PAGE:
In contrast, despite their close relationship with clinical diseases, statistics, epidemiology and genetics were among the least helpful preclinical subjects for medical practice in our survey as well as some other surveys conducted elsewhere [16, 18, 22, 23]. Notably, students need mathematical knowledge to understand statistics and epidemiology. If teachers in China prepare lessons based on the general academic background of Chinese students, who are known for good command of mathematics, there might exist a mismatch between the difficulty of the lessons imparted by teachers and that accepted by IMSs. Genetics is a rapidly advancing discipline involving state-of-the-art concepts and latest research findings, so IMSs will be discontent if the teachers cannot stay abreast of the relevant scientific advances. Furthermore, due to the inadequate application of evidence-based medicine in some countries, IMSs may have not recognized the importance of this subject.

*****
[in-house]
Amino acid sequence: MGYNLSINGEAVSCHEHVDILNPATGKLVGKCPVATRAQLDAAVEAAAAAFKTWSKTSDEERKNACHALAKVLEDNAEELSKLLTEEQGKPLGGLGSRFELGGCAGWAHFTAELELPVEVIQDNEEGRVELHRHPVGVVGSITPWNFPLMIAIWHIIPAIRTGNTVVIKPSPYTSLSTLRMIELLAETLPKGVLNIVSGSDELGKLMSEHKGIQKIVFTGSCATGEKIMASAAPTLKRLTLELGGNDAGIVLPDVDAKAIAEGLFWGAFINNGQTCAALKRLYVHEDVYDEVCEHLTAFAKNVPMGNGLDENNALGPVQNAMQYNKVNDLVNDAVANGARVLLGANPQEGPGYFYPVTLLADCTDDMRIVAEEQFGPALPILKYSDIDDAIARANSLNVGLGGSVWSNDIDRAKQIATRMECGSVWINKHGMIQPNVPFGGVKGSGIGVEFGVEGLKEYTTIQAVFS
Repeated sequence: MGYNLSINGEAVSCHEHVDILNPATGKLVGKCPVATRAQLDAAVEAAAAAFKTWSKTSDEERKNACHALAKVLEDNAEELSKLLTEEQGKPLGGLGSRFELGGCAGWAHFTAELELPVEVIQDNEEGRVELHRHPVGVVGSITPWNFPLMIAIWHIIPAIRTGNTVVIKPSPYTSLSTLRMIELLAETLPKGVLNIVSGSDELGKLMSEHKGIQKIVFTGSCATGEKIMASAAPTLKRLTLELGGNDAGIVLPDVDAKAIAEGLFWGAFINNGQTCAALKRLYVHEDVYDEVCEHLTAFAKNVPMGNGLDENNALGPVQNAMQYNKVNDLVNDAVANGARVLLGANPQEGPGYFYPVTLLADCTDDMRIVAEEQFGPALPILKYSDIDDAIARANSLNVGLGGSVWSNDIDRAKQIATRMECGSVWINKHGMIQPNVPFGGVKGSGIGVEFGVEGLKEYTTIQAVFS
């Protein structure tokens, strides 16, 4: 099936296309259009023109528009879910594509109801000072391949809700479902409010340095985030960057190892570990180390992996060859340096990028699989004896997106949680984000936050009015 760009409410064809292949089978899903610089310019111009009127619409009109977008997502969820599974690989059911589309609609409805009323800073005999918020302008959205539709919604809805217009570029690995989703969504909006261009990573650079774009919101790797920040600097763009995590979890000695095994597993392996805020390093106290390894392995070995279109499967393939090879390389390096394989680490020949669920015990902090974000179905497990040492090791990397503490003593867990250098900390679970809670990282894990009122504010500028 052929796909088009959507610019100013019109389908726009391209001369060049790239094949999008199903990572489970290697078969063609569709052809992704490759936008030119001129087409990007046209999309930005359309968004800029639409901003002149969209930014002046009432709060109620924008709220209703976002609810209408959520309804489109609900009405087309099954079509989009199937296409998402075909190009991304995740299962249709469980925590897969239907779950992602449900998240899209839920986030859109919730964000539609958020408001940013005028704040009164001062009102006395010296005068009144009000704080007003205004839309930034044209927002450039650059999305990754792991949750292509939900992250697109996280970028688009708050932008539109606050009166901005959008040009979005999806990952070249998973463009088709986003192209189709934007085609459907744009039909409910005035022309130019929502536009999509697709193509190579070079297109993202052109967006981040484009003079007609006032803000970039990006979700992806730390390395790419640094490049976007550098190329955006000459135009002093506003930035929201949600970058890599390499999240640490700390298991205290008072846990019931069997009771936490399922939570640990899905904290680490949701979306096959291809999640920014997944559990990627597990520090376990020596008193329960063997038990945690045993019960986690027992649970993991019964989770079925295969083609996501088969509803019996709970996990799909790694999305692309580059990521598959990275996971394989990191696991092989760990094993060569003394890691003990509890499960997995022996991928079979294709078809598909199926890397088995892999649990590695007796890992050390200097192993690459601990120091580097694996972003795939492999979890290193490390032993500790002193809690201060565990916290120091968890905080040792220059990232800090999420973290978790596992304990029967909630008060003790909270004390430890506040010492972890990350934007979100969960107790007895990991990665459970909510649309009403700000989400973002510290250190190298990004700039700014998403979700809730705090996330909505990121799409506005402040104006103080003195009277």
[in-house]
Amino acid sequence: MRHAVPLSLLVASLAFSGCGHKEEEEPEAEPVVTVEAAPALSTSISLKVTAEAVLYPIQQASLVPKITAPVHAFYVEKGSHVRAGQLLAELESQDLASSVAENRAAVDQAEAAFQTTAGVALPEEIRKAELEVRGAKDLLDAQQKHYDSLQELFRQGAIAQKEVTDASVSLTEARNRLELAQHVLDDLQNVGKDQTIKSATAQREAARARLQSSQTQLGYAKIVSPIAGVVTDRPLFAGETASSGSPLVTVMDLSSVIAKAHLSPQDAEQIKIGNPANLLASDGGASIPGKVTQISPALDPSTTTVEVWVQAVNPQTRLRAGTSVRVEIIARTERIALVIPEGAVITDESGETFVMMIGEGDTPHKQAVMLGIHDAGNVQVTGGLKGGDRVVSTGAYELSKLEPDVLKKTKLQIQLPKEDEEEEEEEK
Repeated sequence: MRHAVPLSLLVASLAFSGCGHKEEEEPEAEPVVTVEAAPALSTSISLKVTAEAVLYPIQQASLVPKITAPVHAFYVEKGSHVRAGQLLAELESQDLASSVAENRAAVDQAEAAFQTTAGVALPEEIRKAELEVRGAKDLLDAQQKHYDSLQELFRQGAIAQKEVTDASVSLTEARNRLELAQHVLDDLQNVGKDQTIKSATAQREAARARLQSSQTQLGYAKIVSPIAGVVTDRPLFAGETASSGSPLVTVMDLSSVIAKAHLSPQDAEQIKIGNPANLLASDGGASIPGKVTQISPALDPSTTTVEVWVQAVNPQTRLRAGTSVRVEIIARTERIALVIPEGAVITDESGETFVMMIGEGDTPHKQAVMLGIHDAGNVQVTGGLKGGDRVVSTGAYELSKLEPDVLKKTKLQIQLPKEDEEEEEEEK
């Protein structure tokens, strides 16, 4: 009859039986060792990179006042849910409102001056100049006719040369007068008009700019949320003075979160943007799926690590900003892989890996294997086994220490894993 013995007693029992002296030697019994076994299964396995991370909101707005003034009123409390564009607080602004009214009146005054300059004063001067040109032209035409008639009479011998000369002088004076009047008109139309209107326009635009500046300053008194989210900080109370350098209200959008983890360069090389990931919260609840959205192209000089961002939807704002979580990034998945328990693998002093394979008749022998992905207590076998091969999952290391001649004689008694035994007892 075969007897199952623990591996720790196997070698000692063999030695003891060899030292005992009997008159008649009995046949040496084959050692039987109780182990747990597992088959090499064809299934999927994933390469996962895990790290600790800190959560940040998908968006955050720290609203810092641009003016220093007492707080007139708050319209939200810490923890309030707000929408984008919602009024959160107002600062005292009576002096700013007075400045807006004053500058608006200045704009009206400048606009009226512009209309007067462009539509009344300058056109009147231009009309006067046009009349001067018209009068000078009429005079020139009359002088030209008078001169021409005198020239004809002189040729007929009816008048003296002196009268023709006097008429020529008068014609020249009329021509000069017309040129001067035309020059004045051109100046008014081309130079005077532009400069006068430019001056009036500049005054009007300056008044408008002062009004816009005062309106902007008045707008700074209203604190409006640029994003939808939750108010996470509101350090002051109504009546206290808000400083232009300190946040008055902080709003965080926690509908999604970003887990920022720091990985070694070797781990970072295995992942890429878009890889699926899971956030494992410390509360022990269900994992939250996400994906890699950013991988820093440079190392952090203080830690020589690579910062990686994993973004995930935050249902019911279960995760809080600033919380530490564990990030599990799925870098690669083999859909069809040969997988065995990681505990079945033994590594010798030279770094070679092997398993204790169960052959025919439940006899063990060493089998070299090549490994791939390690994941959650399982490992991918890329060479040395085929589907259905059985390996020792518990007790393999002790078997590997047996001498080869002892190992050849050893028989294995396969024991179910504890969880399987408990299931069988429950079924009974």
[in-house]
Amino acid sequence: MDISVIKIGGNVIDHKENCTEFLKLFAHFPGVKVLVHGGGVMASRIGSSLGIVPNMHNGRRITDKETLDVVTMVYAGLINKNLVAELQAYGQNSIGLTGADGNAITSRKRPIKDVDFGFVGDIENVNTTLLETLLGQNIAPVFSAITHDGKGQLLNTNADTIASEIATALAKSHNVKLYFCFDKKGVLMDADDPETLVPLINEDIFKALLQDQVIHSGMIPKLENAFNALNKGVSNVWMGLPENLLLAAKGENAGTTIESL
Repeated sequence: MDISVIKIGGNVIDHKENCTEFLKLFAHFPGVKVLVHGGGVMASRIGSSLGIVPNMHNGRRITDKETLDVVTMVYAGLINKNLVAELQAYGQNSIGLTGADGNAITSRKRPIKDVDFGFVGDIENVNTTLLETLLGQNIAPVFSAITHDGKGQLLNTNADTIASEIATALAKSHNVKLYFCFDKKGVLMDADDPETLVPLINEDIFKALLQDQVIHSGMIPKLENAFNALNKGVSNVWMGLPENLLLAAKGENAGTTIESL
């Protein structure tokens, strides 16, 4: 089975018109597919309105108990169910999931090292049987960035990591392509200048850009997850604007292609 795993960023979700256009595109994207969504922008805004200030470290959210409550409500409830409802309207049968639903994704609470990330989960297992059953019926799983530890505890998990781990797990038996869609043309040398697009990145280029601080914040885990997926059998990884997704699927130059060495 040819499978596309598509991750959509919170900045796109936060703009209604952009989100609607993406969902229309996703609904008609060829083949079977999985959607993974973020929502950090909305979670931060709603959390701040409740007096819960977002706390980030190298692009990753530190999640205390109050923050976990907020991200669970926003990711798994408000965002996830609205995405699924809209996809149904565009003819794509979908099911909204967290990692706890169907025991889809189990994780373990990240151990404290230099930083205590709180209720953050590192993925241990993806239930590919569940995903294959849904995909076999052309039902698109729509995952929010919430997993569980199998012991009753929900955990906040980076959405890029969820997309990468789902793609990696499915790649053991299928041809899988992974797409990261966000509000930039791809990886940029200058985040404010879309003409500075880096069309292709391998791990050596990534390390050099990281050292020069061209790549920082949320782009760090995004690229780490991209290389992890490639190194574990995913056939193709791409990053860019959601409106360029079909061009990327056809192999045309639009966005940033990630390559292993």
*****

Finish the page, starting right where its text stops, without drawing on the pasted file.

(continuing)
Here, many participants gave negative responses to the benefits of natural sciences for medical practice, a finding supported by evidence from published literature [10, 23]. This is possibly attributed to the poor knowledge retention of the related subjects and a poor integration between natural science and clinical application. However, Goldszmidt et al.  argued that using the knowledge of natural science, such as physics, to illustrate clinical phenomena could produce a causal explanation of the latter, which would promote medical students’ memory for clinical details.
For clinical medical education, our findings are in consonance with the reports that the education experience in internal medicine, obstetrics-gynaecology, surgery and paediatrics ranked top 4 among all the clinical courses [10, 21]. Nevertheless, the quality of community medicine was considered the lowest in our study, whereas medical students in surveys conducted in Canada and Iran spoke highly of this subject [18, 22]. Moreover, the large percentage of IMSs who deemed the study hours for community medicine were inadequate further illustrated the participants’ dissatisfaction with this course.